Horsham celebration of 150th anniversary of Ralph Vaughan-Williams’ birth

Review of Horsham Music Circle Concert, St Mary’s Church – A Celebration of RVW’s 150th Anniversary. Reviewed by Luca J Imperiale
Horsham Music CircleHorsham Music Circle
Horsham Music Circle

Continuing the Horsham Music Circle’s 81st Session was an eclectic and profoundly British collection of pieces celebrating predominantly the 150th anniversary of the British-born composer Ralph Vaughan-Williams’ birth, but also, consequently, the joys and miracles of community and local musicianship. The collection-in-particular consisted of pieces by the hand of Vaughan-Williams, two of his pupils, and a close friend also: Ivor Gurney, Gordon Jacob, and Gustav Holst. All the musicians performing in this concert were from or around Horsham with deep connections to the area, giving a renewed and definitive meaning to the Horsham Music Circle.

Opening the concert was the St Mary’s Choir, singing ‘All People That on Earth do Dwell (The Old 100th)’ for which the audience were to join in three of the verses. The complete willingness and enthusiasm of the audience married wonderfully with the choir and organ, creating a sound both brilliant and heart-felt in nature – a rather appropriate feeling for this concert, seeing as Vaugh-Williams himself was an avid enthusiast for community music. A few words were subsequently said, giving us a spell of tasteful information and informing us, the audience, of what is to follow.

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The ever popular ‘The Lark Ascending’ was performed by Zoe Eborn, violin and Jeremy Weaver, piano. The performance itself was approached and played by Zoe with diligence who, when paired with Jeremy’s pleasant and soft touch at the piano, created a very convincing air of serenity. This was followed by a set of four songs: ‘Bright is the Ring of Words,’ ‘Orpheus with His Lute,’ ‘In Flanders,’ and ‘Bread & Cherries’ performed by the Hon. Organising Secretary herself, Jill Elsworthy, soprano and Edward Dean, piano. It was a lovely and thought-out coupling of short, sweet songs which allowed for a wide contrast in mood and feel – the outermost songs had a bright and cheerful quality to them, with the inner two pieces receiving a darker yet still very warm tone.

Moving to a fully instrumental setting, the Sussex Chamber Players, consisting of Anna Giddey and Adam Barker on violins, Emily Marsden and Anna Cooper on violas, and Joe Giddey on Cello, performed Vaughan-Williams’ ‘Phantasy for String Quintet’. From start to finish there was a wonderful synchronicity and homogeny allowing for a sound rich and deep to arise from the ensemble. The piece was characterised by the group in such way, highlighting stark juxtapositions between the delicate, soft, French-impressionist lines that RVW picked up during his time studying under Ravel, and the more boisterous, British-folk undertones that Vaughan-Williams is so intrinsically connected to. A second performance from the St Mary’s Choir followed – ‘O Taste & See’ and ‘Let all the World in Every Corner Sing’. A powerful and climatic ending to the first half of the concert in which the whole church was filled with triumph.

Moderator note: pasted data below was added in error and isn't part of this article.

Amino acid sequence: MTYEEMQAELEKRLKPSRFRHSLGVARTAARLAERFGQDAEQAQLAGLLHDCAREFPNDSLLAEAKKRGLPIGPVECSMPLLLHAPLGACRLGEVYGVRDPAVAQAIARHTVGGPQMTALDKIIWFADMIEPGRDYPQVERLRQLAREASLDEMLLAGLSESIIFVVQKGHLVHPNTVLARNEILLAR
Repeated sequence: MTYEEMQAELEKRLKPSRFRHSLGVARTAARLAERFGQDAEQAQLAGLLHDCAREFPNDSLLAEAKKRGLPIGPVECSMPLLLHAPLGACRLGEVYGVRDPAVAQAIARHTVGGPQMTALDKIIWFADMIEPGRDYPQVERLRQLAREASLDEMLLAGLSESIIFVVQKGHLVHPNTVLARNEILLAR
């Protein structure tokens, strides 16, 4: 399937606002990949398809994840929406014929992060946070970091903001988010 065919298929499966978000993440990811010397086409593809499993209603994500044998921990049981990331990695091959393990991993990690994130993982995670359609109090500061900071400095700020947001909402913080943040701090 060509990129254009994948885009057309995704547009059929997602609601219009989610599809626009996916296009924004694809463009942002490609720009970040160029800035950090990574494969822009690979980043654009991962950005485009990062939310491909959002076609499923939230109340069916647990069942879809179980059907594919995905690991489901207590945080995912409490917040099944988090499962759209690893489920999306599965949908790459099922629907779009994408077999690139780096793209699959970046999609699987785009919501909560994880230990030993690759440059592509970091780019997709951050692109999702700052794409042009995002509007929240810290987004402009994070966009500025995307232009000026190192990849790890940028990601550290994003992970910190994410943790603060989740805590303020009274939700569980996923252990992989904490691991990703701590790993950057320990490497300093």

Ralph Vaughan-Williams’ ‘Nocturne & Scherzo’ (1906) was picked up by the Sussex Chamber Players after the interval. A completely different yet authentic sound, overflowing with dramatic and soaring lines underscored by highly chromatic passages, creating an undying sense of restlessness and undulation throughout the piece’s entirety.

Another set of songs followed: ‘The Infinite Shining Heavens,’ ‘The Vagabond,’ and ‘Down by the Salley Gardens,’ this time sung by Ian Gardner, baritone, accompanied by Jeremy Weaver, piano. Each piece was articulated well with clear diction allowing for good phrasing and a compelling conveying of the text’s meaning. A sincere feeling of comfort blanketed the set of songs, instilling pastoral memories of the countryside and folk traditions not native to my own. These folk inflictions and nuances were further continued by Joe Giddy, cello, who played a selection of four pieces from Vaughan-Williams’ ‘Six Studies in English Folk Songs’ (No.1, 3, 5, & 6) accompanied again by Jeremy Weaver. They were each played with poise and lyricism, establishing a sense of speciousness and reflection, perfectly capturing the poetic qualities and characters of the folk songs themselves.

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The organist of the concert, Edward Dean, got his own time in the spotlight, playing two out of the three preludes from RVW’s ‘Preludes on Welsh Hymn Tunes’ – ‘Rhosymedre’ and ‘Hyfrydol.’ Edward utilised the organ very well, not only conveying, to us, imaginings of green rolling hills in the Welsh countryside, but also the grand vastness of them too. Once the two pieces came to close the choir proceeded to stand for their final performance of the concert – ‘Turn Back O Man (The Old 124th)’ and ‘For All the Saints,’ the latter of which the audience joined to sing with the choir again.

A wonderful feeling of high-spirits and intimacy filled the room as the concert came to a close. The final piece to be played was by Edward Dean on the organ – ‘Fanfare’ by Gordon Jacob. A brilliantly triumphant and highly fitting ending for this celebratory concert.

Reviewed by Luca J Imperiale

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